Standard, safe semen collection procedure key to reproductive health studies

We appreciate everyone who has contacted us requesting more information about our animal care procedures. If you have not seen the UW–Madison statement on how PETA recently misrepresented our research and animal care, it is posted here.

In addition, people have asked us about electroejaculation in our animal husbandry procedures. We do use this standard and safe semen collection procedure that is common in agriculture and  biomedical research, as well as in medical studies and reproductive health procedures with humans. It is also essential for the conservation of endangered species, both in the development of genome resource banks and in captive breeding programs.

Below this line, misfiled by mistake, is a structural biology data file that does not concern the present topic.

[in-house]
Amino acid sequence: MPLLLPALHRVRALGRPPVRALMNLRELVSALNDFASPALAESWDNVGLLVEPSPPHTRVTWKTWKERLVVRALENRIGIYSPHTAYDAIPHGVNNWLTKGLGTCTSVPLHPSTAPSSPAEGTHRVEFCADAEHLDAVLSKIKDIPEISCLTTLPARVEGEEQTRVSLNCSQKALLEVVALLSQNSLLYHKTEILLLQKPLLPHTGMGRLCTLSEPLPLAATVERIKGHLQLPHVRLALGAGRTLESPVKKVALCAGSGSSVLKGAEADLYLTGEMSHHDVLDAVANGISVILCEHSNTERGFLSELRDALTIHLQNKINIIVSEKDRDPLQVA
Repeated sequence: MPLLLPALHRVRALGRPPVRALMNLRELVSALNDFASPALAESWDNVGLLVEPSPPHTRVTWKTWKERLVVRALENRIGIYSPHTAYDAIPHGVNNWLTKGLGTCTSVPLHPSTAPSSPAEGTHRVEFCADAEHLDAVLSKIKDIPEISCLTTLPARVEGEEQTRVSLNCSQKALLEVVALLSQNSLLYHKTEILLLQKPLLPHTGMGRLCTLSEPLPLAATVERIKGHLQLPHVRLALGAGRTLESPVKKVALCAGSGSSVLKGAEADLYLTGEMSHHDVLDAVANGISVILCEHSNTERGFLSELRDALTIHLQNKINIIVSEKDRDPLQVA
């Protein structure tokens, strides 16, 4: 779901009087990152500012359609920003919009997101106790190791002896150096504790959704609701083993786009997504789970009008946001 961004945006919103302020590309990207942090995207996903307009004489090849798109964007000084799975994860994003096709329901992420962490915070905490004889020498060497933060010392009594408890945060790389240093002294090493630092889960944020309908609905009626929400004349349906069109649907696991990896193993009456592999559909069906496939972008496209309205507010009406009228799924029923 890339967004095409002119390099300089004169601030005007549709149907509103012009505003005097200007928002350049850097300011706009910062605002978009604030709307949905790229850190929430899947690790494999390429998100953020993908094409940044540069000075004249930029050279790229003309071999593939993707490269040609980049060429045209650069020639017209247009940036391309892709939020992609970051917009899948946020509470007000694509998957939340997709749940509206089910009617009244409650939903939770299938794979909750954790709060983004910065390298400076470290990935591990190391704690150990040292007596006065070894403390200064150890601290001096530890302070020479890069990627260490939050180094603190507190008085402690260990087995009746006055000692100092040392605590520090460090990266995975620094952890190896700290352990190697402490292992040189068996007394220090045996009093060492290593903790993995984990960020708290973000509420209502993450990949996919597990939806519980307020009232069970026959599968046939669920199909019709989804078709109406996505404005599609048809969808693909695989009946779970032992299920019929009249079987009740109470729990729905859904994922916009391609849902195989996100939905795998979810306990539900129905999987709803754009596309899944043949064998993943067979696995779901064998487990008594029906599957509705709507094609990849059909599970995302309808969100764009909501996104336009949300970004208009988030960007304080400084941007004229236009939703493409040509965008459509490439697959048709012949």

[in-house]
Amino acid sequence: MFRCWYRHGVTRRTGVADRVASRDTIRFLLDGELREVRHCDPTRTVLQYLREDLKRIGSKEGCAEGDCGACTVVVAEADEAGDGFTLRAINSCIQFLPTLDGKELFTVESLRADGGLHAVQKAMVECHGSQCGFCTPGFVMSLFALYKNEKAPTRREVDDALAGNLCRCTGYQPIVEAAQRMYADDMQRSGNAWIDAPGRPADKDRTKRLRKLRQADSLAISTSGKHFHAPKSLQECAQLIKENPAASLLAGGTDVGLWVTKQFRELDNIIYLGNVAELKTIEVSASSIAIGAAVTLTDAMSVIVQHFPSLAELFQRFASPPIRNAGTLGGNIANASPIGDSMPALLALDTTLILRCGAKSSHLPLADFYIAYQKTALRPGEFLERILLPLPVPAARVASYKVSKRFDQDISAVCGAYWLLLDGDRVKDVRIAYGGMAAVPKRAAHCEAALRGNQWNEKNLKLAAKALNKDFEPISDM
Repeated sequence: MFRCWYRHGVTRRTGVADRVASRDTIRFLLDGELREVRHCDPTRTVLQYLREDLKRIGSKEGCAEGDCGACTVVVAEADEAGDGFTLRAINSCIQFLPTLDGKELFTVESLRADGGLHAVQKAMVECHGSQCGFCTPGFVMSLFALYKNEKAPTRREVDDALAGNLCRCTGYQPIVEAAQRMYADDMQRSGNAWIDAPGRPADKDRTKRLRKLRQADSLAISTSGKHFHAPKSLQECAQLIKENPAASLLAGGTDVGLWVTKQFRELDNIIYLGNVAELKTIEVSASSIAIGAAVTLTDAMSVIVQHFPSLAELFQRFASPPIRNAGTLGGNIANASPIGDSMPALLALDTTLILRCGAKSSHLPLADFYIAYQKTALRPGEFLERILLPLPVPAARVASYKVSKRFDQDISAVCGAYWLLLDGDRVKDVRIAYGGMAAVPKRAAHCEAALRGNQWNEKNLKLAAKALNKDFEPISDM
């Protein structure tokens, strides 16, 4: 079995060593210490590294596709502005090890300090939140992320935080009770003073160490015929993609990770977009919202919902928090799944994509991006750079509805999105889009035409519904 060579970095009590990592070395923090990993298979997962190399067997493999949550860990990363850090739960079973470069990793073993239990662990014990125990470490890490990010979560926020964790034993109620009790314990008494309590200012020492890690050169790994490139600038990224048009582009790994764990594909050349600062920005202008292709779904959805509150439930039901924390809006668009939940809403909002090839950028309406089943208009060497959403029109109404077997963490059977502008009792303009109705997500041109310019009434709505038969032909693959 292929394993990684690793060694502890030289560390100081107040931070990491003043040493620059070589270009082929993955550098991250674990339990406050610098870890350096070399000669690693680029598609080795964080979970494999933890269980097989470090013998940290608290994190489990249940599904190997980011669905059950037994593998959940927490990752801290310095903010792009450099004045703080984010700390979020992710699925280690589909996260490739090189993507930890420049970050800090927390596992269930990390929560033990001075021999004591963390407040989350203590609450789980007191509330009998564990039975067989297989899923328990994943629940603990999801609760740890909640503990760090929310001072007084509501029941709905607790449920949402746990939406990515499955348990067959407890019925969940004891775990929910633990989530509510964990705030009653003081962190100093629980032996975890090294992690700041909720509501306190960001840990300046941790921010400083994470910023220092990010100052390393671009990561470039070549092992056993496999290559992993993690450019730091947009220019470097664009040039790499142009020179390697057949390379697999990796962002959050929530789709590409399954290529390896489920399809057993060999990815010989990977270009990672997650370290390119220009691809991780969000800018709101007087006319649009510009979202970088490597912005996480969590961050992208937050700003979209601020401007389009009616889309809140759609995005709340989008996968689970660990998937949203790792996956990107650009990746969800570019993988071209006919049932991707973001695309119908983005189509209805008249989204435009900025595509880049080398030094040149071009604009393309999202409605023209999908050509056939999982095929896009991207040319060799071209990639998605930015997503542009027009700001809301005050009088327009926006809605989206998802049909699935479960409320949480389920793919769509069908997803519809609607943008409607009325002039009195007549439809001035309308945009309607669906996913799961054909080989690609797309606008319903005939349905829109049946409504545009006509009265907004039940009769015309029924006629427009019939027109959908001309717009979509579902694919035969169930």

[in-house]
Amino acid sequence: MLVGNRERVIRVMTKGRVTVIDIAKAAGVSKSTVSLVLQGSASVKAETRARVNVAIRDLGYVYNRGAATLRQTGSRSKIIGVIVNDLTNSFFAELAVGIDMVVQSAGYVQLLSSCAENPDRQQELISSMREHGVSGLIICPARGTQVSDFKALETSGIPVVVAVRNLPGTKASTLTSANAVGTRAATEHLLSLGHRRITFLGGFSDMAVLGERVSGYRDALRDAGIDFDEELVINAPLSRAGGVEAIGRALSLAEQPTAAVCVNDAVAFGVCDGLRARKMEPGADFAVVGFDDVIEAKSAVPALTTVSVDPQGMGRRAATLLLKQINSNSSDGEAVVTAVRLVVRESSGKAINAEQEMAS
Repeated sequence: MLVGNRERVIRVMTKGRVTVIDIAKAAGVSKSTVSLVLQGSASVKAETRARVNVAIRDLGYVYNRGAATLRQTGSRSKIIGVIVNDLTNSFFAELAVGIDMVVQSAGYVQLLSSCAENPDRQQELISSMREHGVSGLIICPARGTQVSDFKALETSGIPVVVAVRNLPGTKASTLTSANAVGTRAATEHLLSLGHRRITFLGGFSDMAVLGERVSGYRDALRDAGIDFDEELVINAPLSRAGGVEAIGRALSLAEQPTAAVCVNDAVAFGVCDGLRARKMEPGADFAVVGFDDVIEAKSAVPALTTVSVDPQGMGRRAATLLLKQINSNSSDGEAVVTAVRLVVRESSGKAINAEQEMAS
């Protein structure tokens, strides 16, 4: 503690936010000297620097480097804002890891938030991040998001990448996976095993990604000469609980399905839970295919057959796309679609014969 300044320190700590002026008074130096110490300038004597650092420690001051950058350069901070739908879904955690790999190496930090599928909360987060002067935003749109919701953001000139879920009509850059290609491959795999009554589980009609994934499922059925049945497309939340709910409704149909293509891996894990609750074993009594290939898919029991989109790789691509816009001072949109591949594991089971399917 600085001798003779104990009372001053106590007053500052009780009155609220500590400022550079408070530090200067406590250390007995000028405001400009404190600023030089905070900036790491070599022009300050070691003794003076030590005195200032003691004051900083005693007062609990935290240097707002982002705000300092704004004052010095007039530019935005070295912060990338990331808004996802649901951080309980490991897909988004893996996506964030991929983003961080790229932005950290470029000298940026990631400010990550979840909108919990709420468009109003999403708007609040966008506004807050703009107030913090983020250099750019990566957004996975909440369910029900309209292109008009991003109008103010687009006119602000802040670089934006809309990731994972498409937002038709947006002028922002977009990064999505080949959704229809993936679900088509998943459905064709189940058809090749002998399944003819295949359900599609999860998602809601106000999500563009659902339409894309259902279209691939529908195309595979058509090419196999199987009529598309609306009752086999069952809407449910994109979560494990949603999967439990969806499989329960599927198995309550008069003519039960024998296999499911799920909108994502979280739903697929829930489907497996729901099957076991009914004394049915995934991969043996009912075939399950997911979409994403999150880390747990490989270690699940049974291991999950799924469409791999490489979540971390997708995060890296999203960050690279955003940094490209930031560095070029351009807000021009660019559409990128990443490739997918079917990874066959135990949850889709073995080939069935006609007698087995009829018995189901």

Our macaques are comfortable with the procedure because it uses a small amount of current. In biomedical research, carefully planned and efficient insemination also helps make research possible with fewer animals. The procedure has also been used in scientific studies to obtain sperm samples for genetic analysis in people and animals.

The WNPRC has a long history of pioneering reproduction and development research. Advancements that have involved this semen collection procedure include the following:

  • Hormonal mechanisms influencing sexual differentiation and behavior in the brain.
  • Role of prenatal androgen exposure in the development of polycystic ovary syndrome.
  • World’s first rhesus monkey born through in vitro fertilization, leading to improvements in IVF techniques for animals and people.
  • Neural mechanisms responsible for puberty and reproductive health.
  • Embryotoxic effects of Zika virus.
  • Use of magnetic resonance imaging to quantify placental function and noninvasively monitor pregnancy.
  • Gene transfer in rhesus embryos, advancing the rhesus macaque as a model for understanding gene function and genetic disorders that affect pregnancy outcome and cause disease.